Per capital GDP for China approaches $10K USD nominal. Why is $550 not affordable? Is the 5m3 usage per person include industrial usage (i.e. average of everything vs household only)? And while this price may be out of the reach of poorest area, it cannot be said for the urban area, which now contains more than half of the population.
 

antiterror13

Brigadier
After being subsidised. And a person in China uses 5m3 per day. So that's $550 per year. Way too expensive for majority of people.

where did you get the figure of 5m3 per day? thats simply impossible .. 150L per day is normal, but American use more than that like 600L per day

I think you are confused by just divided country water usage and population .... which mostly used for agriculture, animal farm and industry. But for household water usage, most likely around 150L per day or less for China

Water quality for household requires very high but for agriculture, animal farms and industry, much less
 

Inst

Captain
Problem with desalinization is piping; it's not that different from digging a vast canal to extend the Pacific into Central Asia in that, sure, it'd be beneficial, but how are you going to pay for it?
 

2handedswordsman

Junior Member
Registered Member
Problem with desalinization is piping; it's not that different from digging a vast canal to extend the Pacific into Central Asia in that, sure, it'd be beneficial, but how are you going to pay for it?

Same way like other pharaonic infastructure projects PRC has done, doing, and planning to do. Gaddhafi's Libya made the vastest irrigation project in the human history. Why PRC nowdays can't do something as colossal and even bigger? They managed to build 30.000 km of electrified high speed rail in 10 years. We shall not try to "translate" Chinese reality with Western style economics and politics. Even now, with that mixed and somehow confusing model, Chinese governance is still pro-people and not cost accounting if a project benefits all. PRC is far more leftist than the leftier western democracy and we have to add that to the equation.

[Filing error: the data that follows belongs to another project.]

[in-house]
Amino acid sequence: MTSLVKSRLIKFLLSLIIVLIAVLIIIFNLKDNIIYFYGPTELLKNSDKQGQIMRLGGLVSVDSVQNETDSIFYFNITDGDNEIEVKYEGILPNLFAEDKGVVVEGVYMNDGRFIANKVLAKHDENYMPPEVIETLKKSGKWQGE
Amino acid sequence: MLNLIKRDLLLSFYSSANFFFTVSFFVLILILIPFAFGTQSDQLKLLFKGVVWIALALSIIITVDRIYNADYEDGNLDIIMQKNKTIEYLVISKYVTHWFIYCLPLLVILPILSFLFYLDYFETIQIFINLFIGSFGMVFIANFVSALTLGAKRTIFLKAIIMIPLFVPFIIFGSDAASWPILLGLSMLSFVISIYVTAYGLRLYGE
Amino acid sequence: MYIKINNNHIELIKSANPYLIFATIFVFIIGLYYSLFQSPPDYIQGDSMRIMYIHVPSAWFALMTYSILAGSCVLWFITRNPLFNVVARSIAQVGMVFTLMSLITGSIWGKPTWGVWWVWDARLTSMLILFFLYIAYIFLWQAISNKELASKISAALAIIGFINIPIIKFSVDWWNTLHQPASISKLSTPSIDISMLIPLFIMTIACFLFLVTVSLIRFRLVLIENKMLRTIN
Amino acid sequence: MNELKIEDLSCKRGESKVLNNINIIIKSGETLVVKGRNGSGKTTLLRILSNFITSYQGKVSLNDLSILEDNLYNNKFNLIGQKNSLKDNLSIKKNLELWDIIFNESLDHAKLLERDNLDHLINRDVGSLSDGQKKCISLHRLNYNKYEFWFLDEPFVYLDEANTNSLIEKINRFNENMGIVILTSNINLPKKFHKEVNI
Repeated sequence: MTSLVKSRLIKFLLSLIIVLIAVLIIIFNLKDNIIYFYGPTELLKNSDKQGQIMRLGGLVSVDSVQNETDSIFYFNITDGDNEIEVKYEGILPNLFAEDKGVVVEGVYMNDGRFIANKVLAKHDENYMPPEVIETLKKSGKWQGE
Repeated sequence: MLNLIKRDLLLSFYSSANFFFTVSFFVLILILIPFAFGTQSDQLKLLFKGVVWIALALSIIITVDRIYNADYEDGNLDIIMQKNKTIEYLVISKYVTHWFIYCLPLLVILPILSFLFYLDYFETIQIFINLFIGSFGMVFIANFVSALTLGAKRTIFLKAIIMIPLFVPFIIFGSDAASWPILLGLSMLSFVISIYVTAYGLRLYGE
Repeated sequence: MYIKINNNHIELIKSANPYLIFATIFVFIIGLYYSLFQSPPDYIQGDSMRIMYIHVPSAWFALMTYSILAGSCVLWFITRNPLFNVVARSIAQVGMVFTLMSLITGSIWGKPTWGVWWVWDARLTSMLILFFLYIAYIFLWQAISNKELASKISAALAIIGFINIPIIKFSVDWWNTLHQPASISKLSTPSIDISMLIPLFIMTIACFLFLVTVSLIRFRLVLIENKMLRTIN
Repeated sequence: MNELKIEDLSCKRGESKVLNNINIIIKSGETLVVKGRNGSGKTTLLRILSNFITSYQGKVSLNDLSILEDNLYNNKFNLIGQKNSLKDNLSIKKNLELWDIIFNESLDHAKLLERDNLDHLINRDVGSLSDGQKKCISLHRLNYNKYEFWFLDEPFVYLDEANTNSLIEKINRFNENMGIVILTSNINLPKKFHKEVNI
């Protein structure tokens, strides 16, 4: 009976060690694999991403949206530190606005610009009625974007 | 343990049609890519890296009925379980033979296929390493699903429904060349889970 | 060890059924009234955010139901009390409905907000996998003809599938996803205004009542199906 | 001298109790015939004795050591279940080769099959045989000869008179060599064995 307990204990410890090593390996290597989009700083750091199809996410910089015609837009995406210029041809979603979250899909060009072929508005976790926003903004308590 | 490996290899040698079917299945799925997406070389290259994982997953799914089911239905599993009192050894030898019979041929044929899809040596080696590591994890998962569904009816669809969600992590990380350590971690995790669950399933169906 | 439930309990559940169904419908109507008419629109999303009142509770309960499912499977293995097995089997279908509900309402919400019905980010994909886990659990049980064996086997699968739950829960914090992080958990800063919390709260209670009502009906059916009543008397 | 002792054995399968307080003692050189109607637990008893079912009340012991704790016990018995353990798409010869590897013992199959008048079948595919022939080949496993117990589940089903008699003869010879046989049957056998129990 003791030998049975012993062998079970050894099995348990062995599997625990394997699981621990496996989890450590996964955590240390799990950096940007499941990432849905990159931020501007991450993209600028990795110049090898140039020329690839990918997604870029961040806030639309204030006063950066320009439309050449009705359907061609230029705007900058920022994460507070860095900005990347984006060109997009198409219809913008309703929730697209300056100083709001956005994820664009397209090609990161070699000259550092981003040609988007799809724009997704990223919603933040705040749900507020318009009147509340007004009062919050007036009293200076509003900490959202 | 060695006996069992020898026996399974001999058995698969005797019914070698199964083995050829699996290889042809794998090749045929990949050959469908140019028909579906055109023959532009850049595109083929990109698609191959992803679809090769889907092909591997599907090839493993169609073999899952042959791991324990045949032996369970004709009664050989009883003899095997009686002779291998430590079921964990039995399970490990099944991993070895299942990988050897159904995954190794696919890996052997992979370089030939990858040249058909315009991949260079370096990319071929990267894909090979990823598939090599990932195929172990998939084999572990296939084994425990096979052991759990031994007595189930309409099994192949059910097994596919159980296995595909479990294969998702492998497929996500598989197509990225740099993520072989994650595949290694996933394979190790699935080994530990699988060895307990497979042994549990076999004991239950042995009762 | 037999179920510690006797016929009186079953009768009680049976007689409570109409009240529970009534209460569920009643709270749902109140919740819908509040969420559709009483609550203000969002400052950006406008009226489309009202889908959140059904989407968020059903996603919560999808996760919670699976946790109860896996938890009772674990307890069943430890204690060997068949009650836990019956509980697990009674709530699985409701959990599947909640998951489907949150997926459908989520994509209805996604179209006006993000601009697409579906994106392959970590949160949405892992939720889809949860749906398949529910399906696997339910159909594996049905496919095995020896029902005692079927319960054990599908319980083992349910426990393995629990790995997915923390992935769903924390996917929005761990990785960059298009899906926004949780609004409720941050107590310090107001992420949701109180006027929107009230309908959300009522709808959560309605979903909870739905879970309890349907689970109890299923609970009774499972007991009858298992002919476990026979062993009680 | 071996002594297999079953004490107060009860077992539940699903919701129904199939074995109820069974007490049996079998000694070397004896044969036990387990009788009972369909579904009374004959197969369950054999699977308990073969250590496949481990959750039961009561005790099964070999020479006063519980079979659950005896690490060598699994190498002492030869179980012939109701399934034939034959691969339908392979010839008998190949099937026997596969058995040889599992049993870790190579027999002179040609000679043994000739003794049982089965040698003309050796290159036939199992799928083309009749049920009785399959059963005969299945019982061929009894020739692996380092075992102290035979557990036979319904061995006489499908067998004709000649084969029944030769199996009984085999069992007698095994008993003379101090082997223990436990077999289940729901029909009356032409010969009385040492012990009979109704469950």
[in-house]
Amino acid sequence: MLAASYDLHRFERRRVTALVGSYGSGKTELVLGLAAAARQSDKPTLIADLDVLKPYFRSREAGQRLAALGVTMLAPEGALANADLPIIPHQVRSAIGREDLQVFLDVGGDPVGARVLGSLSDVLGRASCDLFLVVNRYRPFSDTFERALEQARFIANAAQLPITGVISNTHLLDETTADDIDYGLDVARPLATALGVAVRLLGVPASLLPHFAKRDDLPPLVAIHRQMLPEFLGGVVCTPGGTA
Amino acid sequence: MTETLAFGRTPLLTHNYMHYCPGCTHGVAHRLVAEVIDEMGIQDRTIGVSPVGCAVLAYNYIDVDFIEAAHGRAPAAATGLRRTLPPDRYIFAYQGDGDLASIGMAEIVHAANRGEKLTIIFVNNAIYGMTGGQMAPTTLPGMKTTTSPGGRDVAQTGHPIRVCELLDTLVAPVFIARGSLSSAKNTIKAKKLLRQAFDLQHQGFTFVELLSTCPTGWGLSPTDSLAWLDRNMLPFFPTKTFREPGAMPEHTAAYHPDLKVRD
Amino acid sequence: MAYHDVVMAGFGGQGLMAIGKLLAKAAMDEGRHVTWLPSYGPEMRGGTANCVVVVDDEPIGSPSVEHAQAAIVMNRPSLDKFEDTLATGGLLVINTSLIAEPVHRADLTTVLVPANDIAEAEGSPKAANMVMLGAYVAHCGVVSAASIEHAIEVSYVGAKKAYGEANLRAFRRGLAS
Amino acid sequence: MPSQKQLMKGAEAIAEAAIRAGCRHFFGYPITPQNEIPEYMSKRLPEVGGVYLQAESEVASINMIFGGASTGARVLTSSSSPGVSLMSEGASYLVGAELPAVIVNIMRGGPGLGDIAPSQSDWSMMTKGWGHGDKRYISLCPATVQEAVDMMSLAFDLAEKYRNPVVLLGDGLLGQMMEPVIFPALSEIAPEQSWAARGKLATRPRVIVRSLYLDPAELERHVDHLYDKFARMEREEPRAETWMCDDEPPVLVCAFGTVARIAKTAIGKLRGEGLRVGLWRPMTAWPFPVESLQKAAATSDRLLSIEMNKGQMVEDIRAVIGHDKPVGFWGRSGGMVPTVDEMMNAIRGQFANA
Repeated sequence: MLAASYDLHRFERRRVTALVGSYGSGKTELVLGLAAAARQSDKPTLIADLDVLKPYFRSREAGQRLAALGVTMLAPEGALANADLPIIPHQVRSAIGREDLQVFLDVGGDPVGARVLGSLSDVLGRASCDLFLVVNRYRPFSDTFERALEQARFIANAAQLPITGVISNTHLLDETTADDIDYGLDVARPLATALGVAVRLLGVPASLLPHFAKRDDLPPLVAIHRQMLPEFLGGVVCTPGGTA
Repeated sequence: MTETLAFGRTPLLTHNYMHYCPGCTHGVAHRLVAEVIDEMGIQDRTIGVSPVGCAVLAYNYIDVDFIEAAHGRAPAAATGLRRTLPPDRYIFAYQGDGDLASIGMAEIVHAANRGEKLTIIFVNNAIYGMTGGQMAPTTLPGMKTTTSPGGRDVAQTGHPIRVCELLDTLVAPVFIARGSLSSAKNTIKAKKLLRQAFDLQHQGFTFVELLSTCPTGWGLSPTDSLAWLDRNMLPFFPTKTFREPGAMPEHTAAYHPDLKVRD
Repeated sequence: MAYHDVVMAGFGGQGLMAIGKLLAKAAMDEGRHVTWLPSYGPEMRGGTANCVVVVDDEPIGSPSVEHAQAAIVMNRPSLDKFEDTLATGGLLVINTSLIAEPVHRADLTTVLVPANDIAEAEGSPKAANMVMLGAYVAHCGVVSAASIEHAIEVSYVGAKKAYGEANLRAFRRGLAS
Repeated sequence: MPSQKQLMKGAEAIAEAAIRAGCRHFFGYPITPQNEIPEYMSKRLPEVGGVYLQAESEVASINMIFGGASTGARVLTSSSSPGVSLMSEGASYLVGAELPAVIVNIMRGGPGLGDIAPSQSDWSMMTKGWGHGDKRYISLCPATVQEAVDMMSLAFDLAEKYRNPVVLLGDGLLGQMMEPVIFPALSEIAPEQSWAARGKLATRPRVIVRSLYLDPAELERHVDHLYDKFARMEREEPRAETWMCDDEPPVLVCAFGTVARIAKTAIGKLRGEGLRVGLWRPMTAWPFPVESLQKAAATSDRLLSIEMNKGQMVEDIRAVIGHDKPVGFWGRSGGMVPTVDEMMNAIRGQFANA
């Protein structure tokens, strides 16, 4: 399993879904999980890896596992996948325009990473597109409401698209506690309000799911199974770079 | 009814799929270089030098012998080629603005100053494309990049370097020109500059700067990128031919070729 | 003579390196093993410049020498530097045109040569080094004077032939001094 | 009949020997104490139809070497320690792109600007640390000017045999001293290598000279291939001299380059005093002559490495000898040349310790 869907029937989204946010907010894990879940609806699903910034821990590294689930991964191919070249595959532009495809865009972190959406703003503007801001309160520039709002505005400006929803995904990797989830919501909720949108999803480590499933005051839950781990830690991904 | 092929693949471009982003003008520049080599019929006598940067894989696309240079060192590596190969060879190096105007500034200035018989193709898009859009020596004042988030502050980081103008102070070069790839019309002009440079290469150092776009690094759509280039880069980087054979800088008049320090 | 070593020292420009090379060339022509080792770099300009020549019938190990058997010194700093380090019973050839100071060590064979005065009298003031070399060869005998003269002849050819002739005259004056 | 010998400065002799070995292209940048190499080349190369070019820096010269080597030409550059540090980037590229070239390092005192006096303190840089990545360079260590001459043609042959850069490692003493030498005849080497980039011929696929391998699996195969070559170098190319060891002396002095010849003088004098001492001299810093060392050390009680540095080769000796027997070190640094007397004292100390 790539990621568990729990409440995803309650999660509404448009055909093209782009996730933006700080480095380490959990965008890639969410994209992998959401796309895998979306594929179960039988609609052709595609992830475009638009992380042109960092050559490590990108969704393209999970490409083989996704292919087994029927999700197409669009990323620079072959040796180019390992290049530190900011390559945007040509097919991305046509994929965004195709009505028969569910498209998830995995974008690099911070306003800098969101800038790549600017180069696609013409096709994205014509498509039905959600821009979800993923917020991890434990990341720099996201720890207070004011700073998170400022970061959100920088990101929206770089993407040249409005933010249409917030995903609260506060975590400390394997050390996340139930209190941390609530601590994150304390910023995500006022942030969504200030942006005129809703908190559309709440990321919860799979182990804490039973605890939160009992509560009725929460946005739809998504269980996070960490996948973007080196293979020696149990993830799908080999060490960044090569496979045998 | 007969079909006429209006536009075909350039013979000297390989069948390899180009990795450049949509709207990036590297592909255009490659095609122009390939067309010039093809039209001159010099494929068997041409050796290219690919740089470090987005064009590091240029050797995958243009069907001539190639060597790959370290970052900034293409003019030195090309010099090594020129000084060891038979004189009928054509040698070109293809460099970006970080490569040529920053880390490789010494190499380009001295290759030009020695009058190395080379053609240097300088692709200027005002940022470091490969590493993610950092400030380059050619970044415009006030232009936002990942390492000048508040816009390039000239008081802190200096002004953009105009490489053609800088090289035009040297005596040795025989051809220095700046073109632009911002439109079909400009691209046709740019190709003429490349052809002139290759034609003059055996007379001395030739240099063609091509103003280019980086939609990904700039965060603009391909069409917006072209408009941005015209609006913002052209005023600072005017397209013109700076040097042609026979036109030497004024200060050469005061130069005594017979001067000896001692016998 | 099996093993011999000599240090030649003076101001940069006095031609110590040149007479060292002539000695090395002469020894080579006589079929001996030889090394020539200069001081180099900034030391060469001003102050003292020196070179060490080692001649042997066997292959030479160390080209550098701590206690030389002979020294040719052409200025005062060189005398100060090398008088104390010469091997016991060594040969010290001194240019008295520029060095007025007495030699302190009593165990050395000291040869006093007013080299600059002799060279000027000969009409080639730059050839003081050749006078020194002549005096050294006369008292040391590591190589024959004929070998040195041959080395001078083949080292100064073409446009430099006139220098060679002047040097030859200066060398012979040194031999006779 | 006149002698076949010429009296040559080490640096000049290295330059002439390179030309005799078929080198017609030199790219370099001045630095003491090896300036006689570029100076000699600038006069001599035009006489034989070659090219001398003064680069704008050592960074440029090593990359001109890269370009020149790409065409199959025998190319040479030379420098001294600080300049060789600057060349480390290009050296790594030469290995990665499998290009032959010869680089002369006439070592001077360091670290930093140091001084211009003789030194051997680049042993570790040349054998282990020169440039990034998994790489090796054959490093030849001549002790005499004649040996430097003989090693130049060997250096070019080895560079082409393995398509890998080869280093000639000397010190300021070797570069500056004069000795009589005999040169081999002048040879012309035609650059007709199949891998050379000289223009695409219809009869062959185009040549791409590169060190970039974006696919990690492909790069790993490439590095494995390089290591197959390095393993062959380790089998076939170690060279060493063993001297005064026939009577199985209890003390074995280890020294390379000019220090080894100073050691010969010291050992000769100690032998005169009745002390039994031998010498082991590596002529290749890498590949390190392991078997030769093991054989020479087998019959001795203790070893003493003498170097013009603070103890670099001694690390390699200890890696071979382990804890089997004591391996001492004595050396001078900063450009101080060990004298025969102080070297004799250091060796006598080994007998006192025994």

Anyway all this thing discussed is just a speculation
 

AndrewS

Brigadier
Registered Member
Same way like other pharaonic infastructure projects PRC has done, doing, and planning to do. Gaddhafi's Libya made the vastest irrigation project in the human history. Why PRC nowdays can't do something as colossal and even bigger? They managed to build 30.000 km of electrified high speed rail in 10 years. We shall not try to "translate" Chinese reality with Western style economics and politics. Even now, with that mixed and somehow confusing model, Chinese governance is still pro-people and not cost accounting if a project benefits all. PRC is far more leftist than the leftier western democracy and we have to add that to the equation.
Anyway all this thing discussed is just a speculation

And yet that great Libyan water project only supplies the water needs of 4 million people.

My issue is that even if you add all the societal benefits, I doubt the cost-benefit equation of sending water to Xinjiang works.

Even sending water to Qinghai, Gansu and Inner Mongolia would make more sense - rather than sending it to Xinjiang.

Suppose the water was diverted to Qinghai, and then connected up with the Yellow River.
The additional water passes through Lanzhou (Gansu), Yinchuan (Ningxia) and the Inner Mongolia cities, before connecting to the North China Plain.

Ningxia and Inner Mongolia are sparsely populated, so could support more population and agriculture.
There's also the Ordos Desert which could be irrigated if you really want to transform a desert.
These places are adjacent to the densely populated Chinese core, so transport costs aren't a significant issue.

A renewed Yellow River could also serve as a transport artery deep into the interior.
It would serve a similar function as the Changjiang River or the Mississippi River.
 

Mohsin77

Senior Member
Registered Member
Problem with desalinization is piping;

I'm fairly certain the problem with desalination is energy.

But there is work being done on this:
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Humanity definitely needs to crack this puzzle soon, would be better if there was a combined international effort.